In the game of survival, oil drillers have cut capital spending in half this year, but they have also created a gusher of new stock offerings in an effort to protect their balance sheets.
"They're trying to position themselves for — the phrase is — 'lower for longer,'" said Imperial Capital analyst Kim Pacanovsky. "Lower for longer is getting worse than we thought it was. Most companies are thinking, not so much about a recovery to the $70 range, but oil for lower for a long amount of time. They would be reticent to take on debt, but if they have been able to tap the market for equity, that's what they're doing. ... It gives them a cushion. It gives them liquidity without taking on additional debt, and just staying power."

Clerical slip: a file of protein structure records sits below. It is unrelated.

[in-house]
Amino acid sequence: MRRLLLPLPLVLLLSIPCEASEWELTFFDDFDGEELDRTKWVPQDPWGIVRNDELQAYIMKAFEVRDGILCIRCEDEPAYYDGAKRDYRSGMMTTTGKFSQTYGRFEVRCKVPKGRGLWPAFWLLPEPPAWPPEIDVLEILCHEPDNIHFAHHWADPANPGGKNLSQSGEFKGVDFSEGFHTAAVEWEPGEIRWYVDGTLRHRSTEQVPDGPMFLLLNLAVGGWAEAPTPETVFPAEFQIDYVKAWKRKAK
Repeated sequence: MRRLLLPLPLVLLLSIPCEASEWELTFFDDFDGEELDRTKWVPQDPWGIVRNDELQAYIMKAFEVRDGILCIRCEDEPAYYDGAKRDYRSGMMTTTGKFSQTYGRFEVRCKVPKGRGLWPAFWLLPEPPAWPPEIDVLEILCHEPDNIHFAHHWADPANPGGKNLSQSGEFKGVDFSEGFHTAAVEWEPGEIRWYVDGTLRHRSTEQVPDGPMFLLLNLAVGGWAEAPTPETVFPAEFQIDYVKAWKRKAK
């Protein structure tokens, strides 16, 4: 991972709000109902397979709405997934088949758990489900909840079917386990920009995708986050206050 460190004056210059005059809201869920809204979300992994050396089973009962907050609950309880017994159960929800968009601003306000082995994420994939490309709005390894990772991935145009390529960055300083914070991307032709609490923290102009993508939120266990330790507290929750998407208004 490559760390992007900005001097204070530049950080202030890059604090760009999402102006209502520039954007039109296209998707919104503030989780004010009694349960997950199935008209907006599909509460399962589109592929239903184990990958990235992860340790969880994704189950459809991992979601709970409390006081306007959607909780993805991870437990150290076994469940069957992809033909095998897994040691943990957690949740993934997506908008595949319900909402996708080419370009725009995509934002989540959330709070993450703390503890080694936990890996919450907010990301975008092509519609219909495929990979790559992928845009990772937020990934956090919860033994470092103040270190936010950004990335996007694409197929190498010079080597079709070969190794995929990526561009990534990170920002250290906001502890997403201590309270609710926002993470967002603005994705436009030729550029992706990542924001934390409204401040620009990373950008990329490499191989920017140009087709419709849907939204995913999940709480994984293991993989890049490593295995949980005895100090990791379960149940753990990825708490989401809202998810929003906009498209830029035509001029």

Even with oil's sharp 30 percent rally since Feb. 11, industry experts do not expect much higher prices, and many are still hesitant to call a bottom in the market. So they continue to plan for the worst.
Equities have taken a pounding, with some stocks at decade lows. The S&P 500 energy sector is down 41 percent from the June 2014 high in West Texas Intermediate crude prices. WTI was just above $34 per barrel Wednesday, and at its low, was down more than 70 percent from its 2014 highs.